An Interview With Barry Denenberg About Early Sunday Morning
Author Barry Denenberg discusses his novel about a young woman who witnesses the attack on Pearl Harbor, part of the Dear America historical fiction series.
Richard F. Abrahamson, Ph.D., and Eleanore S. Tyson, Ed.D.: So many parallels seem to exist between the attack on Pearl Harbor in 1941 and the attack on the twin towers in New York City in 2001: surprise of the attack, concerns over the possibility of a chemical or biological strike, attention to homeland security, a sense of disbelief and a desire for revenge. Are there lessons from the bombing of Pearl Harbor, and how we dealt with that tragedy that we should remember in our ongoing war with terrorism?
Barry Denenberg: I think the most important lesson is this: Prior to the bombing of Pearl Harbor, 65% of the American population was opposed to our direct involvement in the war despite clear contemporaneous evidence that Germany, Italy and Japan were intent on a course of action that if allowed to proceed would eventually threaten us.
The President's role, in my estimation, is not to follow the wishes of the populace. Given the information to which he is privileged, he must make decisions about the security of the country. An untold number of lives — and not just the lives of Jews — would have been saved if world leaders at the time of Munich (and even before) had acted with intelligence, determination and a willingness to make the difficult decisions necessary.
The isolationists then thought, protected by the Atlantic Ocean, we didn't need to involve ourselves in a foreign war. This wasn't true then and it is not true now. Today's isolationists with their ostrich-in-the-sand mentality should take a lesson from history.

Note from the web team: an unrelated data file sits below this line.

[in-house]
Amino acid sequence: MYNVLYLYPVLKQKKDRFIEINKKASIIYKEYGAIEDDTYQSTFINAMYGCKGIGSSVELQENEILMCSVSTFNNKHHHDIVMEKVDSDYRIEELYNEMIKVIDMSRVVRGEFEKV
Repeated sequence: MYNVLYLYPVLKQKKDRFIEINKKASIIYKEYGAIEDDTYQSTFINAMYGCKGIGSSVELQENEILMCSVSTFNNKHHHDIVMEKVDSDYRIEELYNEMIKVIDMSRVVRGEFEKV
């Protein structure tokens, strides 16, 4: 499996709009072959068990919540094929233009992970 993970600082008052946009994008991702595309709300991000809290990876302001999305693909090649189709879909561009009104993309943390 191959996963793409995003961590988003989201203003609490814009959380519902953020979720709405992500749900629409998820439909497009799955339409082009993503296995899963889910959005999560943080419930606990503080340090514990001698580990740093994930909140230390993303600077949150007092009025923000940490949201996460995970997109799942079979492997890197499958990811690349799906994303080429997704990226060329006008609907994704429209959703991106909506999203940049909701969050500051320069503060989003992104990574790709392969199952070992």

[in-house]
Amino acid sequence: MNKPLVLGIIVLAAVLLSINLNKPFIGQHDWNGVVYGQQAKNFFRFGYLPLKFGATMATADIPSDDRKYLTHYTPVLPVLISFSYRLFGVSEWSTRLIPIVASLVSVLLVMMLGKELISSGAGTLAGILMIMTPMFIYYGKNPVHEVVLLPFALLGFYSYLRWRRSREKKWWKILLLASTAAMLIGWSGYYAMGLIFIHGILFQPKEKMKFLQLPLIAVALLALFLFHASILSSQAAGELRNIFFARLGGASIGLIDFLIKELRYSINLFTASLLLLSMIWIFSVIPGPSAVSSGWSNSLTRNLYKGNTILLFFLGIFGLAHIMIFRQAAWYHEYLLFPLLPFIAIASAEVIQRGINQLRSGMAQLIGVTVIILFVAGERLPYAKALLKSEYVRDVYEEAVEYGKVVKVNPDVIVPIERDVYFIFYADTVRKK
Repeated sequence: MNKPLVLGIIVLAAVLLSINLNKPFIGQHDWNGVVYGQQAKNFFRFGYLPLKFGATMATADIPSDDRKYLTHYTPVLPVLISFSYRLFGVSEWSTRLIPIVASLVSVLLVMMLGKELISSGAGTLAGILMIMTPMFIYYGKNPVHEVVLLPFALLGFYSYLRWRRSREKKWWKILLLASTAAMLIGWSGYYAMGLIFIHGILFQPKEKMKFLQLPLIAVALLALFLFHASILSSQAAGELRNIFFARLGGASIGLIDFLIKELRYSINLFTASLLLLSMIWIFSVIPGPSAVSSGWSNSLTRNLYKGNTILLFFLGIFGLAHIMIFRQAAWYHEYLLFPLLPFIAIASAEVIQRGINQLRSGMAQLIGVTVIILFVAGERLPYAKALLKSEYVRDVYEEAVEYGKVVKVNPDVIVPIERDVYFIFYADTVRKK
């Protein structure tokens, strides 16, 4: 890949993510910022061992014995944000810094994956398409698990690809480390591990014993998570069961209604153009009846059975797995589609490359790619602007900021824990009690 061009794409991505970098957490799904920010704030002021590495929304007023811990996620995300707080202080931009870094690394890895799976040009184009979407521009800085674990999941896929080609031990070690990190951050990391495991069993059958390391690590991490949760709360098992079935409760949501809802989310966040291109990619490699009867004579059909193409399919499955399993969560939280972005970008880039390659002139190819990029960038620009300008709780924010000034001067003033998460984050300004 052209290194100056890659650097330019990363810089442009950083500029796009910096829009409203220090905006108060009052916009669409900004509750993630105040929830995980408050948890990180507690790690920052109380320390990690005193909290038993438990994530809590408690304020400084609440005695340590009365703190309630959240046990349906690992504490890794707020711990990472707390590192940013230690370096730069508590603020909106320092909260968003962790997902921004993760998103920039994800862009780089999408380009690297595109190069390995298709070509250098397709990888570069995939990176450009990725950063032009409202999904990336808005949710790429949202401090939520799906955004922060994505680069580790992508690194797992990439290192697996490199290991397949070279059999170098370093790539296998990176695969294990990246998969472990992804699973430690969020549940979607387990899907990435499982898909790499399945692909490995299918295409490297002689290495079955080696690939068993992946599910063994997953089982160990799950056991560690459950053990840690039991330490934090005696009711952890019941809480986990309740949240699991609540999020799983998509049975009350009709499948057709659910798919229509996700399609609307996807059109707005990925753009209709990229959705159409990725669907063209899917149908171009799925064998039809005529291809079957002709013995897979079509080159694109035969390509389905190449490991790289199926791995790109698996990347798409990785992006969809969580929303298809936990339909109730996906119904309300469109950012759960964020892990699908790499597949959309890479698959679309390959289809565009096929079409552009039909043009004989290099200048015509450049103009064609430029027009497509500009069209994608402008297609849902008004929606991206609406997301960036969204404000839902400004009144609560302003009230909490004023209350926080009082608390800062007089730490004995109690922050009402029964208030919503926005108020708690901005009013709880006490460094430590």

RFA and EST: Lieutenant Lockhart is one of the most unlikable characters in Amber's diary. Was he actually an officer on the USS Arizona?
BD: Lieutenant Lockhart was not an officer on the USS Arizona. In the sense that the whole is greater than the sum of its parts, Lockhart's individual characteristics are all grounded in actual people's thoughts and actions. Someone had to embody the myriad of unenlightened views at the time and Lieutenant Lockhart admirably served this purpose.
RFA and EST: Other than Amber, who is your favorite character in the book? Why?
BD: Without question, I'd choose Amber's mother. I was struck during my research (as I was when researching my book on Vietnam) by the heroic efforts of the nurses on the island in the hours immediately after the attack. I also thought it was important to present to the reader the real results of the attack — not just facts and figures about how many died — but rather the immediate pain and heartache.
RFA and EST: In Amber's diary, and in several of your other Dear America and My America titles, your main characters often write about the books they have read — reading is a solid part of their lives. What did you enjoy reading as a youngster? Did these books inspire you to be a writer?
BD: You got me here. I try not to be autobiographical but talking about reading is just too tempting. To say that reading saved my life is probably not an understatement. I read incessantly: then history, later fiction, and now back to history. Reading inspired me to become a writer in that writing the books I write allows me to spend endless amounts of time researching. Although I have come to love the writing process, the reading is the thing. You can't write a proper history book without doing a large amount of research.
RFA and EST: You have written several books set during World War II. What did you discover in your research for Early Sunday Morning: The Pearl Harbor Diary of Amber Billows that interested or surprised you most?
BD: What surprised me the most was one scholar's view that the reason the Japanese were rounded up was because the white people in California wanted their prosperous farms.
RFA and EST: What is one question you'd like to ask children after they've finished reading Amber's diary?
BD: Does the story of the attack on Pearl Harbor have any meaning for you or is it just dry, dusty ancient history? If it does have meaning, tell me how.
RFA and EST: What is one thing you hope young readers will take with them after reading Early Sunday Morning: The Pearl Harbor Diary of Amber Billows?
BD: I hope they take away an admiration for the Issei and Nissei living in America who were placed in the camps and the way they conducted themselves.
This interview was conducted by Richard F. Abrahamson, Ph.D., Professor of Literature for Children and Young Adults, University of Houston, Houston, Texas, and Eleanore S. Tyson, Ed.D., Clinical Associate Professor, University of Houston, Department of Curriculum and Instruction, Houston, Texas.